The new breed of retirees who don’t play by the rules

Credit: Downsizing
The new breed of retirees who don’t play by the rules
Written by: Ron Reed
on

13 May 2019

The movie Poms, which is currently showing in cinemas, tells the story of a group of female retirement village residents who rebel against the village’s management and form their own cheerleading troupe.

The story is based around Martha (played by Diane Keaton), who joins the mythical Sun Springs Retirement Community.

The community’s rules state that everyone must join a club. However, Martha and her new friend Sheryl (Jacki Weaver) are horrified by the club activities already on offer - namely shuffleboard, golf and bowling.

So, despite the community’s leadership being less than supportive, Martha organises for a group of village residents to form a cheerleading club and enter a cheerleading competition.

While the movie itself has had dreadful reviews, it has tapped into a growing trend among retirees to seek to carve out their own activities and interests, rather than conform with the traditional offerings.

On 11 May, 2019, as Poms hit cinemas across Australia, the Weekend Australian Financial Review brought us the story of retirees who want to establish their own villages based around their own lifelong pursuits.

It focused on the work of a group of motoring enthusiasts who are looking to establish a “hot rod” themed village at Castlemaine, in regional Victoria.

It also quotes Deborah Peppard, a Melbourne-based HR consultant who tried to establish her own retirement village for lesbian, gay, transgender and intersex people, and takes a look at an aviation-based community living alongside an airfield at Temora, NSW.

The story, however, makes it clear that creating your own retirement living community, centered around the aspirations and interests of community members, is no easy matter.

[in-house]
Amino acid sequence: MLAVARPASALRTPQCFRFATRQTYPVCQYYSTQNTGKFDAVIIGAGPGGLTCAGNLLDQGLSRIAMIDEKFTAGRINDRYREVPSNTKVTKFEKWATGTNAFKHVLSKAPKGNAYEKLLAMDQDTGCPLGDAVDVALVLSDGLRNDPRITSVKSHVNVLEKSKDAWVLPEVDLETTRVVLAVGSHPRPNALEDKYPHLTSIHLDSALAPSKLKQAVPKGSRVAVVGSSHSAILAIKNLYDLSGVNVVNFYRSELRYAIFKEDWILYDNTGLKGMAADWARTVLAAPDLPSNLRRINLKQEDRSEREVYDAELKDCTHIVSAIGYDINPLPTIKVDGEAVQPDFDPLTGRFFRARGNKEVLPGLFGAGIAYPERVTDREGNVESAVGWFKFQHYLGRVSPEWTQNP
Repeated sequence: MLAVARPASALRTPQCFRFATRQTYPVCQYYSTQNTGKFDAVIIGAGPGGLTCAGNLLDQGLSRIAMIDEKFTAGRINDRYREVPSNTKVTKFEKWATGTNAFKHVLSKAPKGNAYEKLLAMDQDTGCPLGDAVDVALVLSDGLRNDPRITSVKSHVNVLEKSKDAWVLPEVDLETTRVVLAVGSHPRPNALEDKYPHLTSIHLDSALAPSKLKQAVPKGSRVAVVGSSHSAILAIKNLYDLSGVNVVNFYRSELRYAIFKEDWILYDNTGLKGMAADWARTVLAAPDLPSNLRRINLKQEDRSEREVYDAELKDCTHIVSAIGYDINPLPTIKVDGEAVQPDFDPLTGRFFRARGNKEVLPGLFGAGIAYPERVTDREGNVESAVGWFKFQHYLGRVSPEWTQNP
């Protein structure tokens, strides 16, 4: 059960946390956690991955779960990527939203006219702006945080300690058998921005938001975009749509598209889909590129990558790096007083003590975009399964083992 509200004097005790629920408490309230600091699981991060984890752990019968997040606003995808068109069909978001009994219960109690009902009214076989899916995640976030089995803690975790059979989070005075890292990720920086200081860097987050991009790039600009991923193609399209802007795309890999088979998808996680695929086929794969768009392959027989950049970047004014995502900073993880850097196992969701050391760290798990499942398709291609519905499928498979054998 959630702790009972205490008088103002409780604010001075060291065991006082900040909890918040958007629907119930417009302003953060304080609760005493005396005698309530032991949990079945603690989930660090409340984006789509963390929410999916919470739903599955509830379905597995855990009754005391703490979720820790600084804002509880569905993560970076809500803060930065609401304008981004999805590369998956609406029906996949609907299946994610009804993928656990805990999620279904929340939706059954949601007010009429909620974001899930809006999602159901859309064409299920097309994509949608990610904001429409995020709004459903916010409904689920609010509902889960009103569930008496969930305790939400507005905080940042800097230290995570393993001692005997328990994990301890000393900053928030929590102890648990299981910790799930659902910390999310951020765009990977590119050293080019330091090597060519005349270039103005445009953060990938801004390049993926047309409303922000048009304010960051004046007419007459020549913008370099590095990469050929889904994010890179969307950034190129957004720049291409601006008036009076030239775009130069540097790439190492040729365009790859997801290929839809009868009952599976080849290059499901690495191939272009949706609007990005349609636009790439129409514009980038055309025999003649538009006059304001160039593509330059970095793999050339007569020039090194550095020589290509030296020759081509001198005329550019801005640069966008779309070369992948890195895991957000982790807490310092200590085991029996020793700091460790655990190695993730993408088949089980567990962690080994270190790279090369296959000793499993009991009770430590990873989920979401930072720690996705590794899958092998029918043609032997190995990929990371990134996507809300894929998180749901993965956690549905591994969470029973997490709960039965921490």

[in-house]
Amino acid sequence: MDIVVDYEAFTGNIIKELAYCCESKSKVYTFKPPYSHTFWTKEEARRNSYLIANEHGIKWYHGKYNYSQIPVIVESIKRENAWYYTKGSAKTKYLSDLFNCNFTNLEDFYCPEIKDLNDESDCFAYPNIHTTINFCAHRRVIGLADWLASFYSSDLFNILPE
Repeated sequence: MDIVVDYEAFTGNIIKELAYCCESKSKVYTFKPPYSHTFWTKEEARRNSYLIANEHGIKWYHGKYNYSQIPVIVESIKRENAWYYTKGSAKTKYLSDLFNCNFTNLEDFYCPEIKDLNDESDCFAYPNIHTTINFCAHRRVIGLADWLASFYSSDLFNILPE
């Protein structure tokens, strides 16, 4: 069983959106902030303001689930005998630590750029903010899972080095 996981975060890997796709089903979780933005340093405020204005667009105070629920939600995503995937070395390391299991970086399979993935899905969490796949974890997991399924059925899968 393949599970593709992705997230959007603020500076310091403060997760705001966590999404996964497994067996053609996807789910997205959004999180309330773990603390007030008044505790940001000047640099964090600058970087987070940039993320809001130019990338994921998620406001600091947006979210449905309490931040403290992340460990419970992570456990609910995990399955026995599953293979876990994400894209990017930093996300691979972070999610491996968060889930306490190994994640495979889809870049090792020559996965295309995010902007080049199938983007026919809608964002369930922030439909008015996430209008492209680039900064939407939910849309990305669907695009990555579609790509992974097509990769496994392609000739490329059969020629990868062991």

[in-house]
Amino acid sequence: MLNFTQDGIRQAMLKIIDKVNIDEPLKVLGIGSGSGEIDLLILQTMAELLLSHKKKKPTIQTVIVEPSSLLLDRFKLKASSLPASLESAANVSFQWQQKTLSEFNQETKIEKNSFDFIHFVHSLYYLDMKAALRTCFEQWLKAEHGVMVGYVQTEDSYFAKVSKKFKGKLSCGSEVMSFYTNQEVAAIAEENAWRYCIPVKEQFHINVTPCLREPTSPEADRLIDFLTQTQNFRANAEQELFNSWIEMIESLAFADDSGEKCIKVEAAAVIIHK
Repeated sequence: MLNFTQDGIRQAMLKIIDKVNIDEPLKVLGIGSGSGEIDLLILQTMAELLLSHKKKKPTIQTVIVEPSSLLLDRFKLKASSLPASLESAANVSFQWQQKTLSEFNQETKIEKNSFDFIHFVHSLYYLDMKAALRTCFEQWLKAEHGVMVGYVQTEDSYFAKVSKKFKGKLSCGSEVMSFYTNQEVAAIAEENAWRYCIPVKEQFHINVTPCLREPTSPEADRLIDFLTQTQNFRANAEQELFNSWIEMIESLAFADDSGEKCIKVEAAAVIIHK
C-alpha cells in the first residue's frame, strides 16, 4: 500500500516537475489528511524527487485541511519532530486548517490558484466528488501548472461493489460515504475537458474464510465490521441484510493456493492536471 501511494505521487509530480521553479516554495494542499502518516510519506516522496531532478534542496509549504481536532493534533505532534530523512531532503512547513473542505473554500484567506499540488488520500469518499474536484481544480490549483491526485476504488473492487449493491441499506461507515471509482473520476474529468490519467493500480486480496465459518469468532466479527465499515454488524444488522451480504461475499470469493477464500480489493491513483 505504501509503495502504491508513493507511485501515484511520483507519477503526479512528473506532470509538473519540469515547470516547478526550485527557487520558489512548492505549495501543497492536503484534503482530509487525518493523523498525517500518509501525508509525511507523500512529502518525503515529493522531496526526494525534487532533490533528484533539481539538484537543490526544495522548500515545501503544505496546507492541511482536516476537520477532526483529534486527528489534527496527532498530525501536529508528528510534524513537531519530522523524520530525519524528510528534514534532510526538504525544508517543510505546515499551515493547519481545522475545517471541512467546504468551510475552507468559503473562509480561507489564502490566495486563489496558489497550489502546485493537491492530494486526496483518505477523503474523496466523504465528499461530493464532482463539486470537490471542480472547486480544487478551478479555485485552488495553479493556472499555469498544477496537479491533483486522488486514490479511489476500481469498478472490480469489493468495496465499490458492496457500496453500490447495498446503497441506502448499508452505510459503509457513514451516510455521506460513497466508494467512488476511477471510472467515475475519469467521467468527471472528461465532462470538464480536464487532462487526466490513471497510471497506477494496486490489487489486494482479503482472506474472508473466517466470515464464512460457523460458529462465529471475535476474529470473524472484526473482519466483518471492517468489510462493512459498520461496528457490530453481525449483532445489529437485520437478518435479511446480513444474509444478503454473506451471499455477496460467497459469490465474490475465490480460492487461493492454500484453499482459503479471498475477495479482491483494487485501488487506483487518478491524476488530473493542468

The “hot rod’ village has been in planning for ten years, and doesn’t appear to be imminent.

And while Ms Peppard found there was demand for her project, she was unable to compete with general apartment developers when it came to acquiring the necessary inner-city land.

What is clear, however, is that traditional retirement village developers recognise that residents are demanding new and additional services, and are reacting to this trend.

Last year’s Retirement Living Census, published by the Property Council of Australia, found that developers “are providing a wider variety of services to residents than ever before”.

It found that 97 per cent of new retirement village developments have at least five facilities or services available for residents. This compares to existing developments, of which only 83 per cent have at least five facilities or services.

“Modern retirees are seeking a more holistic solution, including easy access to health services on site and a range of recreational options,” said the Retirement Living Council’s Executive Director Ben Myers.

This trend means that facilities such as cinemas, men’s sheds, cafes, pools, hair salons, dog runs and gyms, along with services such as wi-fi and village buses, are becoming commonplace in new retirement villages around the country.

However, we have yet to come across any cheerleading clubs….as yet!

By Mark Skelsey, News Editor at Downsizing.com.au. Email Mark at news@downsizing.com.au

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